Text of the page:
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Article 171 [Falsification by public officer; employee or notary ecclesiastical minister] Par. No.

1 Counterfeiting or imitating (feigning) any hand writing, signature or rubric. There are two ways of committing falsification under paragraph 1 of art. 171 (1) counterfeiting, which is imitating any handwriting, signature or rubric; & (2) feigning, which is simulating a signature, handwriting or rubric out of one which does not in fact exist. Requisites: Imitating of anothers signature need not be perfect. It is necessary only (1)that there be an intent to imitate, or an attempt to imitate, and (2)that the two signature or handwritings, the genuine and the forged, bear some resemblance to each other. Par. No. 2 Causing it to appear that persons have participated in an act or a proceeding. The imitating of the signature of the offended party is not necessary in falsification under paragraph 2 art. 171. Requisites: (1) That the offender caused it to appear in a document that a person or persons participated in an act or a proceeding; & (2) That such person or persons did not in fact so participated in the act or proceeding. Par. No. 3Attributing to persons who have participated in any act or proceeding statements other than those in fact made by them. Requisites: (1) That a person or persons participated in an act or a proceeding; (2) That such person or persons made statements in that act or proceeding; & (3) That the offender, in making a document, attributing to such person or persons statements other than those in fact made by such person or persons. Par. No. 4 Making untruthful statement in a narration of facts. 1st Requisites: (1) That the offender makes in a document statements in a narration of facts; (2) That he has a legal obligation to disclose the truth of the facts narrated by him; (3) That the facts narrated by the offender are absolutely false; &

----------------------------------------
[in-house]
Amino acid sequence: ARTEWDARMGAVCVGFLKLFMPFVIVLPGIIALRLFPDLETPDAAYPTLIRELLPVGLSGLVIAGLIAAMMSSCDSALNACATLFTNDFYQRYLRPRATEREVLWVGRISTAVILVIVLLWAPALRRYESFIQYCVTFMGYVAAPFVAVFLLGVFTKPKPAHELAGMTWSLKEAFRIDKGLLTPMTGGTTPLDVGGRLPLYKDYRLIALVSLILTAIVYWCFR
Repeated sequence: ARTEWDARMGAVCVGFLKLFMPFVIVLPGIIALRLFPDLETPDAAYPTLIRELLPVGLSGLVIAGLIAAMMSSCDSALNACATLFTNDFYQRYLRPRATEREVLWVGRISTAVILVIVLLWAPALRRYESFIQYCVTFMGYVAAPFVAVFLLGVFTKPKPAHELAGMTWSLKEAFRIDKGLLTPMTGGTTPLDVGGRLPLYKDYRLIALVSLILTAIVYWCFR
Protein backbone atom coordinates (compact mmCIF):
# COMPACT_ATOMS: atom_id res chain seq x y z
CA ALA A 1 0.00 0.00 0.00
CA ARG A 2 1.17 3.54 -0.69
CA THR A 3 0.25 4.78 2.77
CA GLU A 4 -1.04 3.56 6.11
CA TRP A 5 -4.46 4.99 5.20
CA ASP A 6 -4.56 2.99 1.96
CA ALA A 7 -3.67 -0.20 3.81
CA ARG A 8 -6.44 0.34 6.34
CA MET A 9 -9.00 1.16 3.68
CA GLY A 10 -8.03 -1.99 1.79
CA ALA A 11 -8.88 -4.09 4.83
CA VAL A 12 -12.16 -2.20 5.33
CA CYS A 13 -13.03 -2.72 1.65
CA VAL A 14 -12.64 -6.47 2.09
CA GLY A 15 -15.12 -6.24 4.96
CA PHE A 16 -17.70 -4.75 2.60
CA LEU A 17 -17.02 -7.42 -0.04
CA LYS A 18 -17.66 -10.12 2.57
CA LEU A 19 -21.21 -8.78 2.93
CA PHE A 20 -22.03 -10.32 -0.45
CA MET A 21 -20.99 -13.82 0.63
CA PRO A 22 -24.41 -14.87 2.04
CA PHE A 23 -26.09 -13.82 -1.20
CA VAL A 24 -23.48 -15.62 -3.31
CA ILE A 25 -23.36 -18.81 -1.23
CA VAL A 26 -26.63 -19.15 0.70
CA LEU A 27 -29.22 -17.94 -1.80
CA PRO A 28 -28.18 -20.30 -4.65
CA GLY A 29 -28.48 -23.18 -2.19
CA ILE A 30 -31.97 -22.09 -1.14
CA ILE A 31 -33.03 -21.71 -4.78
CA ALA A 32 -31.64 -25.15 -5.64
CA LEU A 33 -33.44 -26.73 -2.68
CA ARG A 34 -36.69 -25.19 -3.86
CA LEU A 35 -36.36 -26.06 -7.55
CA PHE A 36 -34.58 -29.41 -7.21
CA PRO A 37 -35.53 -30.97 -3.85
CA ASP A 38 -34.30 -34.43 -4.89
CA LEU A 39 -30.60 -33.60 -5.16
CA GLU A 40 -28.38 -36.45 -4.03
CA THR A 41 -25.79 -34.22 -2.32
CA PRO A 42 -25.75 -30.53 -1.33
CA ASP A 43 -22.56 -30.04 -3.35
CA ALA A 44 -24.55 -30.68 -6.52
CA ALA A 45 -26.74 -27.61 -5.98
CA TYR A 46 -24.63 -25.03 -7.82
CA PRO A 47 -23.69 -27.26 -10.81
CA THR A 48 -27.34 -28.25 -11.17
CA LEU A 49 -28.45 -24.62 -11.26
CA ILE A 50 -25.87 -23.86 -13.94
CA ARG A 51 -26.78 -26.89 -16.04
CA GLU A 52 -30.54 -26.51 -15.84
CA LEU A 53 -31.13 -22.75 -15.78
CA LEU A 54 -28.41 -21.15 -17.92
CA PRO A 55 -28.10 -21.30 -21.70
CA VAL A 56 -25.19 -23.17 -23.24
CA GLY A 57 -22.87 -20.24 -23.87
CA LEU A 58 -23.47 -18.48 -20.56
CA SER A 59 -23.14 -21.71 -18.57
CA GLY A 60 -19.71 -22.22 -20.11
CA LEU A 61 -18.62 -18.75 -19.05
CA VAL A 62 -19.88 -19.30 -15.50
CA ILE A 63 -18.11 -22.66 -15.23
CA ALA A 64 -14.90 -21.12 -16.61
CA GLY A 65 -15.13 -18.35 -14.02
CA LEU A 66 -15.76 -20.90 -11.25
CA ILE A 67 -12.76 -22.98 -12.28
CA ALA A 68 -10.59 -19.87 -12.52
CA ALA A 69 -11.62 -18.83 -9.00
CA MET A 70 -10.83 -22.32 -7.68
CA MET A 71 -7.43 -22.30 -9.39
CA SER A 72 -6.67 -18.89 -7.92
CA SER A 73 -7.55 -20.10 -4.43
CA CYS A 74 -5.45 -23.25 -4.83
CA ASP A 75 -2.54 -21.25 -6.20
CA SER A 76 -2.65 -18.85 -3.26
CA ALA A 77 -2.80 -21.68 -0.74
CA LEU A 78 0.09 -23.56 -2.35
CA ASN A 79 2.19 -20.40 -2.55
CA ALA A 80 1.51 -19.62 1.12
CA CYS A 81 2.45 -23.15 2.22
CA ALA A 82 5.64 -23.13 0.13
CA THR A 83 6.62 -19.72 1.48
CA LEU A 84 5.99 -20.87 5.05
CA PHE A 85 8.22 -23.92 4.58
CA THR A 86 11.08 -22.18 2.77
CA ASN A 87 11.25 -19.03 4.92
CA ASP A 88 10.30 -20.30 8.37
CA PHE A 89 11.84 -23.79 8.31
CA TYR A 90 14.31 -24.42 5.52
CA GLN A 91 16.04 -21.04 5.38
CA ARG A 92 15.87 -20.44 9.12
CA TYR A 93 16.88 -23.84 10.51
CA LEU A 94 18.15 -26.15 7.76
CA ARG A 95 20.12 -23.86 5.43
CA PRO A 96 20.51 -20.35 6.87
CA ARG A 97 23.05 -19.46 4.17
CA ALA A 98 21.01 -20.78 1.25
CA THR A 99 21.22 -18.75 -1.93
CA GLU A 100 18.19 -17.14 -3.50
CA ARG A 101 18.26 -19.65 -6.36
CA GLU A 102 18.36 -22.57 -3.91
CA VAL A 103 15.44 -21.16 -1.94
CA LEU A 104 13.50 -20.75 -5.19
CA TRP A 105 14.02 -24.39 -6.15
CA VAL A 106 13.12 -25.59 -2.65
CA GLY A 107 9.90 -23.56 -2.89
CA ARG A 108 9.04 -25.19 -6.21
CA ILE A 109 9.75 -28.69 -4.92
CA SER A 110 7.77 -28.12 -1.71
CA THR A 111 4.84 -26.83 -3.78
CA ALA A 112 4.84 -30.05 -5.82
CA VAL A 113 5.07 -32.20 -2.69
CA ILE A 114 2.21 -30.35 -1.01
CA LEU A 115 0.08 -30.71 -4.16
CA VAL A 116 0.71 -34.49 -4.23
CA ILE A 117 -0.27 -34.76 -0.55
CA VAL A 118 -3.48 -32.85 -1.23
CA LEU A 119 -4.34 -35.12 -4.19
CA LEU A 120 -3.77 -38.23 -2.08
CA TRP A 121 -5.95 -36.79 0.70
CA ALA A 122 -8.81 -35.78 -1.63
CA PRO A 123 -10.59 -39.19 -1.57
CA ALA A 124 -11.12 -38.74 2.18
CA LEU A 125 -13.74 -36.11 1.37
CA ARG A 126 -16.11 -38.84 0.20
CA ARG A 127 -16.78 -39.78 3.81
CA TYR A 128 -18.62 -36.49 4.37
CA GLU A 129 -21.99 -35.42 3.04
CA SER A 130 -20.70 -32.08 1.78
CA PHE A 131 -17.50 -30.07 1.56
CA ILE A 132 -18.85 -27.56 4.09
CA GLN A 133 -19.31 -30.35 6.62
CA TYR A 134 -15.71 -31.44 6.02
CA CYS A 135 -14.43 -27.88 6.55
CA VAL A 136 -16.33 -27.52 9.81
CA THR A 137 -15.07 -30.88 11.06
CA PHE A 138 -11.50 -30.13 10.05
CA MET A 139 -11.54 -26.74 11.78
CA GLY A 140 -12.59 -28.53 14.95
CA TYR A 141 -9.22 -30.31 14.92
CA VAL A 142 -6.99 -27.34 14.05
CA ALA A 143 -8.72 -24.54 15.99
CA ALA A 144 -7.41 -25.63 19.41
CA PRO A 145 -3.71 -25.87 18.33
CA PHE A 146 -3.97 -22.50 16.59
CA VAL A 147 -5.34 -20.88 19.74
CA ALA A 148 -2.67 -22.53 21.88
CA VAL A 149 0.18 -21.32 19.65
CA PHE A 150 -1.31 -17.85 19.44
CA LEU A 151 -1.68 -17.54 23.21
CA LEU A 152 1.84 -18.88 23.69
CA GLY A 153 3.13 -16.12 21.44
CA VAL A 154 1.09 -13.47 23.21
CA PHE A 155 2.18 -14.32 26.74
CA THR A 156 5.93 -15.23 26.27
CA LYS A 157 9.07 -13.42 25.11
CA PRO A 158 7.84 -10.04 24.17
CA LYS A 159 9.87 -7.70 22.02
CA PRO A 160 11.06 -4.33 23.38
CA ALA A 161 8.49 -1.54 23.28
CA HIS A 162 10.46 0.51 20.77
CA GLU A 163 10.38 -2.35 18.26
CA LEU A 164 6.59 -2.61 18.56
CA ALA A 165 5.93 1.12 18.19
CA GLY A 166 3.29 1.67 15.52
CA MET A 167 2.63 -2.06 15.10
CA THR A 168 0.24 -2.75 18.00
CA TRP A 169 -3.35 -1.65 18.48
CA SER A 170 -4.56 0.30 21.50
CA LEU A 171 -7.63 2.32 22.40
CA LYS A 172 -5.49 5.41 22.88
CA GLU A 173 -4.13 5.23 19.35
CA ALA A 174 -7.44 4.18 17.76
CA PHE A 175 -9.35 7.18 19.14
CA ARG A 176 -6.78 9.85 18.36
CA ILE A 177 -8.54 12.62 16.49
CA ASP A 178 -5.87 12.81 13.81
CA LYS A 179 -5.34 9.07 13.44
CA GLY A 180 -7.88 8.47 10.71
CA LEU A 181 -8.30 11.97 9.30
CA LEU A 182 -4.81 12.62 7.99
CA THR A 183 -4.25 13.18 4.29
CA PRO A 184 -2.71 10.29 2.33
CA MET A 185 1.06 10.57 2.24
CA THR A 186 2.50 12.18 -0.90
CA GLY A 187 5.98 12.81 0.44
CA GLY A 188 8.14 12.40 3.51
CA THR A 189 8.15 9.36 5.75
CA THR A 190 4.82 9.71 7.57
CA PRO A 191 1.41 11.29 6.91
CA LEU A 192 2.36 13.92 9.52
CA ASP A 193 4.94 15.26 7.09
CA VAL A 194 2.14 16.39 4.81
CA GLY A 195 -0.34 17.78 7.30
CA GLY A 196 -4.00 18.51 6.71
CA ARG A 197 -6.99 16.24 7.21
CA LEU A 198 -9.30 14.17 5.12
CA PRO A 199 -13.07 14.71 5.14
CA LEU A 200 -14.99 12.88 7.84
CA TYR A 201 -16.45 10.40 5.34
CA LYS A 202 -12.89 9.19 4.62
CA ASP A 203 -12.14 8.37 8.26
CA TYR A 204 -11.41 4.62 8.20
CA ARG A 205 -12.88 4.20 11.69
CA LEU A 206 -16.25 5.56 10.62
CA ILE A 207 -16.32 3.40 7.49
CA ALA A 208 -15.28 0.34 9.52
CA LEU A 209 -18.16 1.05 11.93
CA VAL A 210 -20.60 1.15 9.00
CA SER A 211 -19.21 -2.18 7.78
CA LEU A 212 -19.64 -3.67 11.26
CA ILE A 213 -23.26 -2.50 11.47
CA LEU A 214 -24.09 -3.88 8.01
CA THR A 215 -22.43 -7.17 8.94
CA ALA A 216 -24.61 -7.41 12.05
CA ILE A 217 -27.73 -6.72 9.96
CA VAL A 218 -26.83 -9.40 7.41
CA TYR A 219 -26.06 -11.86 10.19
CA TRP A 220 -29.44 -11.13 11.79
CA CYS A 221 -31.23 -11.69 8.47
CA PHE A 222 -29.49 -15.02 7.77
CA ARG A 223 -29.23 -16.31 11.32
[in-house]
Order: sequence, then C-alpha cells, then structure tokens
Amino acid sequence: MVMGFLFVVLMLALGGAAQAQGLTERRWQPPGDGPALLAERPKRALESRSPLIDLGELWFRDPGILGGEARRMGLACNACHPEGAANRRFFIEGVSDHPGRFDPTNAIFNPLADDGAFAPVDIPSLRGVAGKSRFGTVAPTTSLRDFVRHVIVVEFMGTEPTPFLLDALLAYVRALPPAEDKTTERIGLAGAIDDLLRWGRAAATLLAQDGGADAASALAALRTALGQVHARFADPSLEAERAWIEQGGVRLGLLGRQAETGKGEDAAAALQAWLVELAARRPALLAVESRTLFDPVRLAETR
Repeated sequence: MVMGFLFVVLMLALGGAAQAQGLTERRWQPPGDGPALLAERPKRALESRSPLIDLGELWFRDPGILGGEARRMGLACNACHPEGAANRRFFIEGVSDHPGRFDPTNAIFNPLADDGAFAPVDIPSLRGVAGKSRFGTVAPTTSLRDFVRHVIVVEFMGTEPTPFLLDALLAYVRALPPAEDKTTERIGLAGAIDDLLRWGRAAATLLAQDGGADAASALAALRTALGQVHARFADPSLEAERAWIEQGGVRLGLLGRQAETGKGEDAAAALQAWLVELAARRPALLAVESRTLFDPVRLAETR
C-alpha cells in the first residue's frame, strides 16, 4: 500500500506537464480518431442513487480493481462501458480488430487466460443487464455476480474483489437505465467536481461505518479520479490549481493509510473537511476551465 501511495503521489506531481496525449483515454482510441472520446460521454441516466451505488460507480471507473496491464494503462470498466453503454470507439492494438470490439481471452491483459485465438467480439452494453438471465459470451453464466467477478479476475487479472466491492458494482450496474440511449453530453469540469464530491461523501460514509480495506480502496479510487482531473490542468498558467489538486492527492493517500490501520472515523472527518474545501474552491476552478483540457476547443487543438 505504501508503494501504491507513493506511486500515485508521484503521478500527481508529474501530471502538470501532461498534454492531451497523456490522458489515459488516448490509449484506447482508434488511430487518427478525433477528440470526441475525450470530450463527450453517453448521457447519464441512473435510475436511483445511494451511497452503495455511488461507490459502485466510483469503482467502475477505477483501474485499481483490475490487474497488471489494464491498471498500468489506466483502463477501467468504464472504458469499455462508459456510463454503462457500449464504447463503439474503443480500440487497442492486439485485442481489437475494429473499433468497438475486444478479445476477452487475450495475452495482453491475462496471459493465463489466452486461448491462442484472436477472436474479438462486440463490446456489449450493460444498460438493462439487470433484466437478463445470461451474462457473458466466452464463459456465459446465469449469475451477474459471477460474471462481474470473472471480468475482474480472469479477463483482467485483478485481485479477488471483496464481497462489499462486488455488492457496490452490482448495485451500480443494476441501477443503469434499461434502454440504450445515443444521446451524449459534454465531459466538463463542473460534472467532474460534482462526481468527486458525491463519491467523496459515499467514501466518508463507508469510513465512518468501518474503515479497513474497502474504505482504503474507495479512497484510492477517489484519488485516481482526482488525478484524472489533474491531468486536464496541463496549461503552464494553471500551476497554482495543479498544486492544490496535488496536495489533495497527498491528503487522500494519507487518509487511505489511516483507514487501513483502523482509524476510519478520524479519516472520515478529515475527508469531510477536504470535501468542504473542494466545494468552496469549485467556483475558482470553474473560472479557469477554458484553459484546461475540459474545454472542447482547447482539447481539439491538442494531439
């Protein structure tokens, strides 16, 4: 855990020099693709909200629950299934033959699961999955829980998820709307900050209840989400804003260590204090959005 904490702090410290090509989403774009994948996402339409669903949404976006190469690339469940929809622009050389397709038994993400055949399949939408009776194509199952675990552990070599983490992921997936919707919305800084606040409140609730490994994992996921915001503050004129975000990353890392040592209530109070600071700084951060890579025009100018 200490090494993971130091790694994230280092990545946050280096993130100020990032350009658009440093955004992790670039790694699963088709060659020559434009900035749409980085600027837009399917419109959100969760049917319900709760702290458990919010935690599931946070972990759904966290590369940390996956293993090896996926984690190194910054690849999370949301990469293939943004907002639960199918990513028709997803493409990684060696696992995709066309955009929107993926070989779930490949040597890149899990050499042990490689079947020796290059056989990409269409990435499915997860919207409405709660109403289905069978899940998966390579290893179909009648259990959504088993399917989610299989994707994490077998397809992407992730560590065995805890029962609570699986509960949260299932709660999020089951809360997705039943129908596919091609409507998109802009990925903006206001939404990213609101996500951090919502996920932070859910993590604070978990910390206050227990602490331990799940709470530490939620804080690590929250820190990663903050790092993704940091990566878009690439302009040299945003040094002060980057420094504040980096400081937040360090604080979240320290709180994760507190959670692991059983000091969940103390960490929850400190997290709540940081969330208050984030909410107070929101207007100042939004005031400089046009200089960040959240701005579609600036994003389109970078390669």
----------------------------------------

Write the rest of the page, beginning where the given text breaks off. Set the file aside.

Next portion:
(4) That the perversion of truth in the narration of facts was made with the wrongful intent of facts was made with the wrongful intent of injuring a third person. 2nd Requisites: There must be a legal obligation on the part of the accused to disclose the truth of the facts narrated. Par. No. 5 altering true dates. Date must be essential. There is falsification under this paragraph only when the date mentioned in the document is essential. The alteration of the dates or dates in a document must affect either the veracity of the document or the effects thereof. Par. No. 6 Making alteration or intercalation in a genuine document which changes its meaning. Requisites: (1) That there be an alteration (change) or intercalation (insertion) on a document; (2) That it was made on a genuine document; (3) That the alteration or intercalation has changed the meaning of the document; & (4) That the change made the document speak something false. Par. No. 7 Issuing in authenticated form a document purporting to be a copy of an original document when no such original exists, or including in such a copy a statement contrary to, or different from, that of the genuine original. How it be committed: (1) Purporting to be a copy of an original when no such original exists. That a notary public made a supposed copy of a deed of sale which was never executed and of which he had no copy, is an example. (2) Including in a copy a statement contrary to, or different from, that of the genuine original. That a civil registrar stated in a certified copy of a record of birth that the person mentioned therein was legitimate when there was no such statement in the original, is an example.